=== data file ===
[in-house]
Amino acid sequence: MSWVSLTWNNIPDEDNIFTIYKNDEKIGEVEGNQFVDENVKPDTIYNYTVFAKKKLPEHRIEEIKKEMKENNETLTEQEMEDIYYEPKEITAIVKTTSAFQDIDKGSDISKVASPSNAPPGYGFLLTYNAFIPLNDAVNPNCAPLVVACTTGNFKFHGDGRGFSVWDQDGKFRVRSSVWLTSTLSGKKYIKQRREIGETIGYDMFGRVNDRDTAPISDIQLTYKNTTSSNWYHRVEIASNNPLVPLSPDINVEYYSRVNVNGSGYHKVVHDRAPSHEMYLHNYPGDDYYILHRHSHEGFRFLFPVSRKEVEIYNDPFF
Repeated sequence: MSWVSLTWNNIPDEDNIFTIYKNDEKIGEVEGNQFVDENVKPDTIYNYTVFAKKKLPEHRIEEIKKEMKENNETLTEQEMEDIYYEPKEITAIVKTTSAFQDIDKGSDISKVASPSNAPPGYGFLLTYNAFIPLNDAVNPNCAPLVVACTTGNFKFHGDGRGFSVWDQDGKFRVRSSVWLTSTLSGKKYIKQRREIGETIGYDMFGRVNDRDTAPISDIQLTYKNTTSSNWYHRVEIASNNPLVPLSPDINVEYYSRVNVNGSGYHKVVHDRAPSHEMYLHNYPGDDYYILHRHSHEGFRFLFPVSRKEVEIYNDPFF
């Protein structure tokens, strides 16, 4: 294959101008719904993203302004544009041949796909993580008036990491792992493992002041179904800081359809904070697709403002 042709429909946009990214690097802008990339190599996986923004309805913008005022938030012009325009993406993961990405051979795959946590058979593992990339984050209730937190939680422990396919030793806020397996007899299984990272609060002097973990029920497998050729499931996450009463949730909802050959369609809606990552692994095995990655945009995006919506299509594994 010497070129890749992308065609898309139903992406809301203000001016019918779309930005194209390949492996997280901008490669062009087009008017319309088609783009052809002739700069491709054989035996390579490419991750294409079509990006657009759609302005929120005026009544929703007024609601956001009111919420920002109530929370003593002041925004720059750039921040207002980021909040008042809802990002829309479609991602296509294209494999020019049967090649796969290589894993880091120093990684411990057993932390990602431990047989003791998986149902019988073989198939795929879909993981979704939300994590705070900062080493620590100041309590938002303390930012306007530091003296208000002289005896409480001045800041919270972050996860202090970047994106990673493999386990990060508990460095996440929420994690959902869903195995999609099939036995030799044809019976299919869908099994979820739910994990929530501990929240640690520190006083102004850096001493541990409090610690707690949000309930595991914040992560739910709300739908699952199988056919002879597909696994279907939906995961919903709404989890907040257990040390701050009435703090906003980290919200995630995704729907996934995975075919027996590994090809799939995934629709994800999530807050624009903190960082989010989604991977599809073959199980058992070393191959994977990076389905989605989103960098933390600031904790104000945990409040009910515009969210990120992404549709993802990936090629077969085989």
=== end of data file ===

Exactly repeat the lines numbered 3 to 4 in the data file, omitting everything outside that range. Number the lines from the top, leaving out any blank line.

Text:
Repeated sequence: MSWVSLTWNNIPDEDNIFTIYKNDEKIGEVEGNQFVDENVKPDTIYNYTVFAKKKLPEHRIEEIKKEMKENNETLTEQEMEDIYYEPKEITAIVKTTSAFQDIDKGSDISKVASPSNAPPGYGFLLTYNAFIPLNDAVNPNCAPLVVACTTGNFKFHGDGRGFSVWDQDGKFRVRSSVWLTSTLSGKKYIKQRREIGETIGYDMFGRVNDRDTAPISDIQLTYKNTTSSNWYHRVEIASNNPLVPLSPDINVEYYSRVNVNGSGYHKVVHDRAPSHEMYLHNYPGDDYYILHRHSHEGFRFLFPVSRKEVEIYNDPFF
């Protein structure tokens, strides 16, 4: 294959101008719904993203302004544009041949796909993580008036990491792992493992002041179904800081359809904070697709403002 042709429909946009990214690097802008990339190599996986923004309805913008005022938030012009325009993406993961990405051979795959946590058979593992990339984050209730937190939680422990396919030793806020397996007899299984990272609060002097973990029920497998050729499931996450009463949730909802050959369609809606990552692994095995990655945009995006919506299509594994 010497070129890749992308065609898309139903992406809301203000001016019918779309930005194209390949492996997280901008490669062009087009008017319309088609783009052809002739700069491709054989035996390579490419991750294409079509990006657009759609302005929120005026009544929703007024609601956001009111919420920002109530929370003593002041925004720059750039921040207002980021909040008042809802990002829309479609991602296509294209494999020019049967090649796969290589894993880091120093990684411990057993932390990602431990047989003791998986149902019988073989198939795929879909993981979704939300994590705070900062080493620590100041309590938002303390930012306007530091003296208000002289005896409480001045800041919270972050996860202090970047994106990673493999386990990060508990460095996440929420994690959902869903195995999609099939036995030799044809019976299919869908099994979820739910994990929530501990929240640690520190006083102004850096001493541990409090610690707690949000309930595991914040992560739910709300739908699952199988056919002879597909696994279907939906995961919903709404989890907040257990040390701050009435703090906003980290919200995630995704729907996934995975075919027996590994090809799939995934629709994800999530807050624009903190960082989010989604991977599809073959199980058992070393191959994977990076389905989605989103960098933390600031904790104000945990409040009910515009969210990120992404549709993802990936090629077969085989």